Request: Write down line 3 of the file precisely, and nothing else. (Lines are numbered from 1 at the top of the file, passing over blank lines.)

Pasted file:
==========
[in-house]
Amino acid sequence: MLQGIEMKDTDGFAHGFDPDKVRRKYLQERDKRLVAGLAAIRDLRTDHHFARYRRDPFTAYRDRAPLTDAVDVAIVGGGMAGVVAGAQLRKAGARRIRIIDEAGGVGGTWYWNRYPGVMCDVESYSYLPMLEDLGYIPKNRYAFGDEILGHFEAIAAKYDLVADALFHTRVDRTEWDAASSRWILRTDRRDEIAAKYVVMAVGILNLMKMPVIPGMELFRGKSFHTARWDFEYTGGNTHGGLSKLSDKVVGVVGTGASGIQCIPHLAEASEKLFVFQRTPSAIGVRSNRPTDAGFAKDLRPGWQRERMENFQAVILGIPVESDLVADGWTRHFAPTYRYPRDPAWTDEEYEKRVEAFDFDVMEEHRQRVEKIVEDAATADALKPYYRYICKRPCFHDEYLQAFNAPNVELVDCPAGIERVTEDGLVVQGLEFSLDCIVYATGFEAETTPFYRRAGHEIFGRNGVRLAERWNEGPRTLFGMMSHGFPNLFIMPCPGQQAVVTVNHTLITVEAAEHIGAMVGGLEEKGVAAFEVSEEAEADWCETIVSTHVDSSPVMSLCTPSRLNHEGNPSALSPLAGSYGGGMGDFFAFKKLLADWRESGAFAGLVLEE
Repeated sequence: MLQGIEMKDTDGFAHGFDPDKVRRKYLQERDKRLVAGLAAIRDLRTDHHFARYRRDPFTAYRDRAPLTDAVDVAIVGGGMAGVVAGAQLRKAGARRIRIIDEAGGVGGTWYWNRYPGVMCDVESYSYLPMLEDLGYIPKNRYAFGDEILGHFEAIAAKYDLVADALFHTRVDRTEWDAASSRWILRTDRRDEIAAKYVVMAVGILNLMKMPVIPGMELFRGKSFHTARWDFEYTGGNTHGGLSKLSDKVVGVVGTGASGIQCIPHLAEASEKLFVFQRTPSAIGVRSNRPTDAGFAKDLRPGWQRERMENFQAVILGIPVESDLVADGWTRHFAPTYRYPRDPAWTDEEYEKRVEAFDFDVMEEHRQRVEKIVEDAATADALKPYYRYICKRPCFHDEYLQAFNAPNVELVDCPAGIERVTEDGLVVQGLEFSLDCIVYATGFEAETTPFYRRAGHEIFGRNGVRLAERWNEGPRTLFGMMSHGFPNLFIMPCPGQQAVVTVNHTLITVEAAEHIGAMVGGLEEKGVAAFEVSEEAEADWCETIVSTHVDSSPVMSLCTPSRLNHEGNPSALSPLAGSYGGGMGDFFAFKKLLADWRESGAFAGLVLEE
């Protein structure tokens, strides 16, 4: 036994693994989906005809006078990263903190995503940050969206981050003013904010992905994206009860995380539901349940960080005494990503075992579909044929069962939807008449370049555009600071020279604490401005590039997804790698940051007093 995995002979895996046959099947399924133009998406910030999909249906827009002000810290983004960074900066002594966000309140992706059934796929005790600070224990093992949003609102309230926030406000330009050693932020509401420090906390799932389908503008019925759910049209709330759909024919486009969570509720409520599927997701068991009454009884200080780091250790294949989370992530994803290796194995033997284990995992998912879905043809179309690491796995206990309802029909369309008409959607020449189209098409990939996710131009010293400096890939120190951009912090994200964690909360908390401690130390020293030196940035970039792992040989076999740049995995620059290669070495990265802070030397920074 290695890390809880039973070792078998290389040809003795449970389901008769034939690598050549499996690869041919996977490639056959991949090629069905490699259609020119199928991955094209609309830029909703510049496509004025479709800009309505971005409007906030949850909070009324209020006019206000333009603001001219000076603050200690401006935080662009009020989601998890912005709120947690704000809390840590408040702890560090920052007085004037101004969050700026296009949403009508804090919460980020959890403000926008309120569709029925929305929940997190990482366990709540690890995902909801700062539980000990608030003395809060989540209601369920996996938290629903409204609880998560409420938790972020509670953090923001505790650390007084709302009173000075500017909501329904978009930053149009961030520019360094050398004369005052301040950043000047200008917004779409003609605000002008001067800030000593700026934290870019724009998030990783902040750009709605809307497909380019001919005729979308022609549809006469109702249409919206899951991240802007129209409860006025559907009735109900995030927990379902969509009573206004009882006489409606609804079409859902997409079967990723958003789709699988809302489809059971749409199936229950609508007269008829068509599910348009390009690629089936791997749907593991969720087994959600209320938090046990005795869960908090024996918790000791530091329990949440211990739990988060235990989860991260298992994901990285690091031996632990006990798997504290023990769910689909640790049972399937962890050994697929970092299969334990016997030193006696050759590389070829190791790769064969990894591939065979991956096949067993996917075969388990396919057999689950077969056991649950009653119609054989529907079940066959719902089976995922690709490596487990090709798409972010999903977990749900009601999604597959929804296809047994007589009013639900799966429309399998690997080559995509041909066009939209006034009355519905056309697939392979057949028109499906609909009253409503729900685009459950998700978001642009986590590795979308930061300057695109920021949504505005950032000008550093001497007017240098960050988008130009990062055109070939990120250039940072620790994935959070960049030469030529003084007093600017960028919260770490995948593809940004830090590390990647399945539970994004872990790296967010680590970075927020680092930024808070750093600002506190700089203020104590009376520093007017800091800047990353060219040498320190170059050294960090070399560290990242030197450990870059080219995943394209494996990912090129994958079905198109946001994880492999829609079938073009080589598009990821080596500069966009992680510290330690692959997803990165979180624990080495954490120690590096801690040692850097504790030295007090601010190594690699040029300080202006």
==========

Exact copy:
Repeated sequence: MLQGIEMKDTDGFAHGFDPDKVRRKYLQERDKRLVAGLAAIRDLRTDHHFARYRRDPFTAYRDRAPLTDAVDVAIVGGGMAGVVAGAQLRKAGARRIRIIDEAGGVGGTWYWNRYPGVMCDVESYSYLPMLEDLGYIPKNRYAFGDEILGHFEAIAAKYDLVADALFHTRVDRTEWDAASSRWILRTDRRDEIAAKYVVMAVGILNLMKMPVIPGMELFRGKSFHTARWDFEYTGGNTHGGLSKLSDKVVGVVGTGASGIQCIPHLAEASEKLFVFQRTPSAIGVRSNRPTDAGFAKDLRPGWQRERMENFQAVILGIPVESDLVADGWTRHFAPTYRYPRDPAWTDEEYEKRVEAFDFDVMEEHRQRVEKIVEDAATADALKPYYRYICKRPCFHDEYLQAFNAPNVELVDCPAGIERVTEDGLVVQGLEFSLDCIVYATGFEAETTPFYRRAGHEIFGRNGVRLAERWNEGPRTLFGMMSHGFPNLFIMPCPGQQAVVTVNHTLITVEAAEHIGAMVGGLEEKGVAAFEVSEEAEADWCETIVSTHVDSSPVMSLCTPSRLNHEGNPSALSPLAGSYGGGMGDFFAFKKLLADWRESGAFAGLVLEE